On July 6, 2013, 74 unattended freight train cars carrying Bakken Formation crude oil rolled down a 1.2% grade from the town of Nantes and into the downtown area of the Town of Lac-Mégantic. The ensuing derailment resulted in a fire and explosion of multiple tank cars.
The devastation was far reaching and resulted in forty-two people being confirmed dead, with five more missing or presumed dead. Approximately 30 buildings, representing almost half of the Town’s centre were destroyed with more buildings needing to be demolished as a result of the petroleum hydrocarbon contamination.
According to the Transportation Safety Board of Canada’s report the train was carrying approximately 7.7 million litres of petroleum crude oil in 72 Class 111 tank cars. The train engineer parked the train on a descending grade on the main track, applied the hand brakes on all five locomotives and shut down all but the lead locomotive. The applicable rules require hand brakes alone be capable of holding a train. This must be verified by a test. According to the report the air brakes were left on during the test meaning that the train was actually being held by a combination of air brakes and hand brakes. After the test was completed, the engineer contacted the rail traffic controller in Farnham, Quebec, to advise that the train was secure.
The engineer then contacted the rail traffic controller in Bangor, Maine, and indicated that the lead locomotive had experienced mechanical difficulties throughout the trip, and that excessive black and white smoke was coming from its smoke stack. The parties agreed to leave the train as it was and deal with any concerns relating to the smoke the following morning.
Shortly after the engineer left, the Nantes Fire Department responded to a 911 call reporting a fire on the train. The locomotive’s fuel supply was shut down and the firefighters moved the electrical breakers inside the cab to the off position which is consistent with railway instructions. With all the locomotives shut down, the air compressor no longer supplied air to the air brake system. As air leaked from the brake system, the main air reservoirs were slowly depleted, gradually reducing the effectiveness of the air brakes until they reached a point at which the combination of locomotive air brakes and hand brakes could no longer hold the train, and it began to roll downhill toward Lac-Mégantic, which was just over seven miles away.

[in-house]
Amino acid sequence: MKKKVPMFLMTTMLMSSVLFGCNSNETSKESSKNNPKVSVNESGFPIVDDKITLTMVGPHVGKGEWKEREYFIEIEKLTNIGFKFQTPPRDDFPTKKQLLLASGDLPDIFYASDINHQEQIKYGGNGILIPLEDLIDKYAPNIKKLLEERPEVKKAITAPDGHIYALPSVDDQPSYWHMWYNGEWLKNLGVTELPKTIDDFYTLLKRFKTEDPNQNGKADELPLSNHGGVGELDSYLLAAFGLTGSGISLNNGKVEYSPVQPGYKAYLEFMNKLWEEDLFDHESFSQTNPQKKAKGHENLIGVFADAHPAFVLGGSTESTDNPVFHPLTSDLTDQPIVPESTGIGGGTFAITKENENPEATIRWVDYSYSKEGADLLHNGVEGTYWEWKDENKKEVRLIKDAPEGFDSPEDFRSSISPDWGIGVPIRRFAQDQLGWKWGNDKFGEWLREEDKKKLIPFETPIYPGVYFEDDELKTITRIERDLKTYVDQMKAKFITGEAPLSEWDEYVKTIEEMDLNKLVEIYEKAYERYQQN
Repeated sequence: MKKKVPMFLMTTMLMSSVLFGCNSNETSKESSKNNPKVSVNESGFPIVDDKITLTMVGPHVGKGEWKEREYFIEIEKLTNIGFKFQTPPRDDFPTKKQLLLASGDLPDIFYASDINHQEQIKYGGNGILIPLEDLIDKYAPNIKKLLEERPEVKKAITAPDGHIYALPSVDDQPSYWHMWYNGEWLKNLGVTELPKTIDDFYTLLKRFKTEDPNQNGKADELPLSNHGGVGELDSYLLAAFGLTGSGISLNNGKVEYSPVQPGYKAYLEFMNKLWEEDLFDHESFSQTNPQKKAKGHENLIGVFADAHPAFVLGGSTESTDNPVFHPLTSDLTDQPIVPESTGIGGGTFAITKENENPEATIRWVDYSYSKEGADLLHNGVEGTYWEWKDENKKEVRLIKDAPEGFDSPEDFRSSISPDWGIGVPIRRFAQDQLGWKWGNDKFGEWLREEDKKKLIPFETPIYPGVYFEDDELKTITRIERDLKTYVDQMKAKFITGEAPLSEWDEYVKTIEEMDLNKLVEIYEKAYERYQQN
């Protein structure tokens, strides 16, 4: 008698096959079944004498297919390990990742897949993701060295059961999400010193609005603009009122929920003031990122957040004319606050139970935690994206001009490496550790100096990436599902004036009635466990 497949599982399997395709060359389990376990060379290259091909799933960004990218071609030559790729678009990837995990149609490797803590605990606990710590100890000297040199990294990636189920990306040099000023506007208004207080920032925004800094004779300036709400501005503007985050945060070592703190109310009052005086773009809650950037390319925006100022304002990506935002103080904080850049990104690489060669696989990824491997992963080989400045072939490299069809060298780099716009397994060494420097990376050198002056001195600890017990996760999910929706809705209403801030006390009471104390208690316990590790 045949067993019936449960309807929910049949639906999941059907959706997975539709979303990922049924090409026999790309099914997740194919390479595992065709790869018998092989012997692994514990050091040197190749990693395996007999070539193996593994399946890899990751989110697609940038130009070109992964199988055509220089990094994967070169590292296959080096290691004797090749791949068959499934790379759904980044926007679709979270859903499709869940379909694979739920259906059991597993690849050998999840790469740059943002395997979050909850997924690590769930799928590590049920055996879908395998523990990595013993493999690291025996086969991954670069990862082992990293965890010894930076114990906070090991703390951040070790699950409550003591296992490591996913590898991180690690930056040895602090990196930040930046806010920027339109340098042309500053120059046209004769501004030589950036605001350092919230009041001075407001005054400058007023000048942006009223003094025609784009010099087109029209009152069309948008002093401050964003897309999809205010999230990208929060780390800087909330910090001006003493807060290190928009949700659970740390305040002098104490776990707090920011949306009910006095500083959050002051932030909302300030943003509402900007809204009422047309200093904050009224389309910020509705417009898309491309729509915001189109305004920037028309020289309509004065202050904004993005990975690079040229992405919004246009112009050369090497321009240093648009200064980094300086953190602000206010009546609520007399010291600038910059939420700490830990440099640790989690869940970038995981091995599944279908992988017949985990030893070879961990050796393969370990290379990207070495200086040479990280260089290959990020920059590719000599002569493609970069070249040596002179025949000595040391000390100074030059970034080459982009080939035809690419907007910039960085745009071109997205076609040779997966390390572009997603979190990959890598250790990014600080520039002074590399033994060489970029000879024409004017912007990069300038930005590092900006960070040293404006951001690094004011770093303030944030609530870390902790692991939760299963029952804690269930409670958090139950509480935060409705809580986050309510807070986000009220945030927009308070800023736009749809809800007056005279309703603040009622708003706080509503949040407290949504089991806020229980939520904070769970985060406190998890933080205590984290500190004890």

Montreal Maine & Atlantic Canada Co. has commenced commercial proceedings pursuant to the Companies Creditors Arrangement Act and its parent company Montreal Maine & Atlantic Railway Ltd. has filed for bankruptcy protection. We note that these filings appear to have occurred within six weeks of a Motion to Authorize a class action suit against the companies.
In addition to the serious impacts to the Town and grave losses of life, the train derailment also resulted in significant impacts on the natural environment. On February 5, 2018 Montreal Maine and Atlantic Canada Co. was found guilty of unlawfully depositing or permitting the deposit of crude oil to the Mégantic Lake and Chaudière River contrary to the Fisheries Act. Crude oil is a deleterious substance and the two water bodies in the area are frequented by fish.
Montreal Maine & Atlantic Canada Co. was fined $1,000,000 which will be directed to the Environmental Damages Fund and used to support projects focused on Mégantic Lake and Chaudière River both of which were impacted by the spill of crude oil. Environment and Climate Change Canada is responsible for the administration and enforcement of the pollution prevention provisions of the Fisheries Act that prohibit the deposit of deleterious substances, in this case oil, into water frequented by fish.
In addition to the Fisheries Act charge, six of the accused individuals pled guilty under the Railway Safety Act to one count of failing to ensure, after apply hand brakes, that a sufficient force was present to prevent any movement. Five of the six individuals were fined $50,000 each, being the maximum fine permitted under the Railway Safety Act. The sixth individual who was the conductor of the freight train was given a conditional sentence of six months’ imprisonment with strict conditions, also being the maximum permitted under the Railway Safety Act.